Sometime between my childhood
and my children’s, Easter became Christmas 2.0. Each year, my social media feed
overflows with overstuffed Easter baskets. I feel old just staying this, but
when I was a kid, you got a peanut butter egg from the church fundraiser and
some stale jelly beans. Maybe a chocolate bunny, which you had to share with
your sibling. Now, anything goes: Toys, movies, video games, trips to Disneyland
(OK, that last one might be a stretch, but I’m sure someone, somewhere has done
a “Disney Dream Vacation” reveal inside a golden egg.)
I’m all for cutting back on the
candy, which I’m guessing is how this whole Easter present arms race started. We're
a family who tries to limit sugar, so our children's baskets are mostly
non-candy items as well. I guess I’m just super cheap about it. I stock up on
coloring books and small toys at the dollar store, and that’s it.
I've built my website on the
concept of non-judgmental parenting,
but when I see the Easter baskets my friend and family pull together each year,
I can’t stop thinking, Seriously? What
are these people doing?
As if the promise of
everlasting life isn't enough, now I'm supposed to run out and buy Blu-Ray
discs and a jumbo pack of Troll figurines. My favorite aunt just sent me a
video of an adorable puppy with the message “Easter gift for the girls?” I
think she was kidding. Kind of. Maybe.
Then I remind myself not to be
I try to think about it from someone else’s point of view. It is fun to watch your kids receive
something they really wanted. Plus,
if you live anywhere with winter, you’ve all been stuck inside playing with
Christmas toys that lost their new-toy sparkle a month (or longer) ago. That
"Moana" DVD is sounding pretty good right about now.
Still, I know I’m not hopping
out to Target to stuff my cart with toys. I want my kids to be excited about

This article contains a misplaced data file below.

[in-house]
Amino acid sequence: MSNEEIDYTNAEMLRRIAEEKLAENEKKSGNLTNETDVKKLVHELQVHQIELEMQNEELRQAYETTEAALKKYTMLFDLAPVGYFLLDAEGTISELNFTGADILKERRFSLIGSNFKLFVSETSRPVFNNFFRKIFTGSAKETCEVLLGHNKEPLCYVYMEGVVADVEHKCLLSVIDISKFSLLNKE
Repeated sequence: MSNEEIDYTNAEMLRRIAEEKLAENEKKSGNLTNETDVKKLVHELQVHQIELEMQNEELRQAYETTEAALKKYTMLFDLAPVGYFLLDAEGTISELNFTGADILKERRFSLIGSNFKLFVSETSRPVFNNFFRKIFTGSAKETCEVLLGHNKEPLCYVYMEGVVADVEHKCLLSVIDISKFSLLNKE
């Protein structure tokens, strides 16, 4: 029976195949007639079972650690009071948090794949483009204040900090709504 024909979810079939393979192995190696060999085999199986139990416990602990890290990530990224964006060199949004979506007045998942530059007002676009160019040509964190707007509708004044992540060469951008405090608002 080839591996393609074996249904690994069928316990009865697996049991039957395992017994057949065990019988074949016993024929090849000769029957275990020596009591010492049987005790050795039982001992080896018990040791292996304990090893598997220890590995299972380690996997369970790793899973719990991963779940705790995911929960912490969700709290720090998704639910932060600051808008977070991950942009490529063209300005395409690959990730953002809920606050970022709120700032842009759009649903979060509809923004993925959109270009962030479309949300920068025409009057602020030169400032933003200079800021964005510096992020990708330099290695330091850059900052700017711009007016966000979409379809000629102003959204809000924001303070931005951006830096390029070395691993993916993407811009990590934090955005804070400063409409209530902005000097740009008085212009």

dollar-store bubbles. I want them to find fun without expensive things. I feel
pretty good about it... until they see what the Bunny brought their cousins and
No child goes home and
complains, “Why did she get bubbles and I only got an X-Box?”
This, I’ve decided, is the root
of my parental judgment. I’ve made a parenting choice that differs from someone
else’s, and I have to explain it to my kids.
No child goes home and
complains, “Why did she get bubbles and I only got an X-Box?” If they do, return
the X-Box, buy some bubbles, and call it a parenting win.
But when my kid comes home
asking why her friend got something amazing for Easter and she got sidewalk
chalk, it begins an entire dialogue about being appreciative for what we have. She’ll
nod in agreement, but I see her disappointment. This is the part that makes me
Am I too cheap? I can afford to
buy them the X-Box. I choose not to buy it, or anything that costs more than a
couple bucks. My kids have a roof over their heads, food in their stomachs, an
exceptional school district and the promise to attend college on us. I fill their days with
experiences that do often cost money,
like trips to the zoo.
So no, kid, you did not get an
X-Box, but you have it pretty good.
Still, I sometimes worry that
when my kids are grown, they’ll think back to their childhood holidays and
birthdays and say to each other, “Our parents were such cheap pricks.”
I recognize all this internal
back-and-forth pales in comparison to the inner dialogue of a parent who
scrimped to afford the dollar-store toys. I remind myself to be appreciative
for what I have, hit the dollar store for my kids, and use the money I didn’t
spend on their baskets to buy another little girl, who has less than mine, a new
Then, I’ll do my best not to judge whatever is in your kid’s
Easer basket. I just hope you’ll return the favor and not think I’m too cheap
for what I didn’t put in mine.